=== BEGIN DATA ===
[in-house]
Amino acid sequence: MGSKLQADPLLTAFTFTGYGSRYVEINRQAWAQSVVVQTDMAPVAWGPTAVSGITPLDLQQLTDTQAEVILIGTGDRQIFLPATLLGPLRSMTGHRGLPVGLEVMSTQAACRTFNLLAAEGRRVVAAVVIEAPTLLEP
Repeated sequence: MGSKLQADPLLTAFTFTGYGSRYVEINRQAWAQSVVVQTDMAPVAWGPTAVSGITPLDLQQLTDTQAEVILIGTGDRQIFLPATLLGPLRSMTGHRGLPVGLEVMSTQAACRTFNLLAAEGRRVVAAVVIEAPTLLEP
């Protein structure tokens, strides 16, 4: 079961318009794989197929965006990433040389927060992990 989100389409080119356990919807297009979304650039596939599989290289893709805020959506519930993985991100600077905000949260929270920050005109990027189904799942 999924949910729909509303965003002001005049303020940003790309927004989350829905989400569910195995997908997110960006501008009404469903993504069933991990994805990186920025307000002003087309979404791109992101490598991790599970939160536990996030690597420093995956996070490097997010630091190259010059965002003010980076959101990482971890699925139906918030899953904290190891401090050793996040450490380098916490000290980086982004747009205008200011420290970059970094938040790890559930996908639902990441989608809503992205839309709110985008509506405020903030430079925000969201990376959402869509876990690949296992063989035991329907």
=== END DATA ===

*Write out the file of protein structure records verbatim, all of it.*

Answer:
[in-house]
Amino acid sequence: MGSKLQADPLLTAFTFTGYGSRYVEINRQAWAQSVVVQTDMAPVAWGPTAVSGITPLDLQQLTDTQAEVILIGTGDRQIFLPATLLGPLRSMTGHRGLPVGLEVMSTQAACRTFNLLAAEGRRVVAAVVIEAPTLLEP
Repeated sequence: MGSKLQADPLLTAFTFTGYGSRYVEINRQAWAQSVVVQTDMAPVAWGPTAVSGITPLDLQQLTDTQAEVILIGTGDRQIFLPATLLGPLRSMTGHRGLPVGLEVMSTQAACRTFNLLAAEGRRVVAAVVIEAPTLLEP
């Protein structure tokens, strides 16, 4: 079961318009794989197929965006990433040389927060992990 989100389409080119356990919807297009979304650039596939599989290289893709805020959506519930993985991100600077905000949260929270920050005109990027189904799942 999924949910729909509303965003002001005049303020940003790309927004989350829905989400569910195995997908997110960006501008009404469903993504069933991990994805990186920025307000002003087309979404791109992101490598991790599970939160536990996030690597420093995956996070490097997010630091190259010059965002003010980076959101990482971890699925139906918030899953904290190891401090050793996040450490380098916490000290980086982004747009205008200011420290970059970094938040790890559930996908639902990441989608809503992205839309709110985008509506405020903030430079925000969201990376959402869509876990690949296992063989035991329907």